Figure 2. Leaving the dock stern first.
fender between the stern and the dock. Now you’re ready to spring off
the dock, which you do in three steps as shown in Figure 1.
1. With rudder amidships, start the engine and put the transmission into reverse. When the boat comes up against the forward spring
line, all of the other lines should be slack and can be retrieved. The
only line left holding the boat to the dock is the forward spring line.
2. Have the stern crew take the fender and place it between the
boat and the dock, holding on to the fender’s line. With the engine
still in reverse, steer as though to back down into the dock. The boat
will want to back to port, and prop walk will exacerbate that, but the
spring line will prevent the boat from moving backward and pull the
stern into the dock. Apply gentle power astern. The bow will slowly
pivot out, away from the dock, and the stern crew’s job is to keep the
fender deployed properly.
3. When the bow has fully cleared the boat ahead, bring the rudder amidships and shift into forward as the stern crew pulls in the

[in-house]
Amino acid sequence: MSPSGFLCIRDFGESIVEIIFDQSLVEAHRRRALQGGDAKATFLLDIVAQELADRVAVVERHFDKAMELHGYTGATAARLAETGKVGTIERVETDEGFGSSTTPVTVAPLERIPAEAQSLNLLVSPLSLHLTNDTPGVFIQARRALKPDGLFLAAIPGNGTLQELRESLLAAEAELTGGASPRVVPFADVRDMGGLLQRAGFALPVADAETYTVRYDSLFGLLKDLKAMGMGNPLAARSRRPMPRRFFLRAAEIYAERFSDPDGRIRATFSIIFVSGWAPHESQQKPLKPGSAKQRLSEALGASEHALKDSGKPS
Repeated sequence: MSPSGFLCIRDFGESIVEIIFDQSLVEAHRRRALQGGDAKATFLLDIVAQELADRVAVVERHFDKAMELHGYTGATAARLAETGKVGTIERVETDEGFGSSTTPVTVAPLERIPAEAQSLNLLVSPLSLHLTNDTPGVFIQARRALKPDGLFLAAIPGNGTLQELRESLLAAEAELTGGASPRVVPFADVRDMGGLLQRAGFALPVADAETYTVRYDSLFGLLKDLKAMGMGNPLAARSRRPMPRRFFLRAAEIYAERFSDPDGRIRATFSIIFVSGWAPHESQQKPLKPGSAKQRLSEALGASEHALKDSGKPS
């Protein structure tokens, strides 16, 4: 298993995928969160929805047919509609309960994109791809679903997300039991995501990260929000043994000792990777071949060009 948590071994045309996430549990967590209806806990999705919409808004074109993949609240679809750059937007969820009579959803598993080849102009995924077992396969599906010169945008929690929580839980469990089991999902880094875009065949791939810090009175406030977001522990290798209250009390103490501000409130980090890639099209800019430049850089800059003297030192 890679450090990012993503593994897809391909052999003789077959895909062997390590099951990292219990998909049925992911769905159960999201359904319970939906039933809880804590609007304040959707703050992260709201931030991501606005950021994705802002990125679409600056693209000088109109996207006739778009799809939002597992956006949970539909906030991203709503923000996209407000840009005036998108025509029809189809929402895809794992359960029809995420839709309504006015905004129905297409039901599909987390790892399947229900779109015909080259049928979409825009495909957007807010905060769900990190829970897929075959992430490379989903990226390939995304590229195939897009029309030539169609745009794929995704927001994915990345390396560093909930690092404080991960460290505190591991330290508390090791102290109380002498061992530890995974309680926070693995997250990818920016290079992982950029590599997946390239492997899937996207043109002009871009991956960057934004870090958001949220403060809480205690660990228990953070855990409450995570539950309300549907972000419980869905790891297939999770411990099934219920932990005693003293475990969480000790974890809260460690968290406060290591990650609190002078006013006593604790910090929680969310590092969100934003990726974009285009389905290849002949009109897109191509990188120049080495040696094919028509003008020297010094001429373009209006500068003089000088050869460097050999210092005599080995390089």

spring line. Steer to starboard if necessary to clear the boat in front of
you while the bow crew stands by with the fender until you are past.
If it’s the stern of your boat you need to move out first, the technique is the same but now you pivot on the aft spring line. Prop walk
can make a big difference. If the boat is lying starboard side to (with
the dock on the right), the prop walk on most boats will swing the
stern away from the dock, accentuating the pivot around the spring
line. But if the boat is lying port side to with the dock on the left, the
prop walk will pull the stern into the dock, and the spring line may
not be able to overcome the prop walk to swing the stern out. So
when you’re docking, think ahead and try to put the dock to the right
of the boat. Figure 2 shows how to leave the dock stern first.
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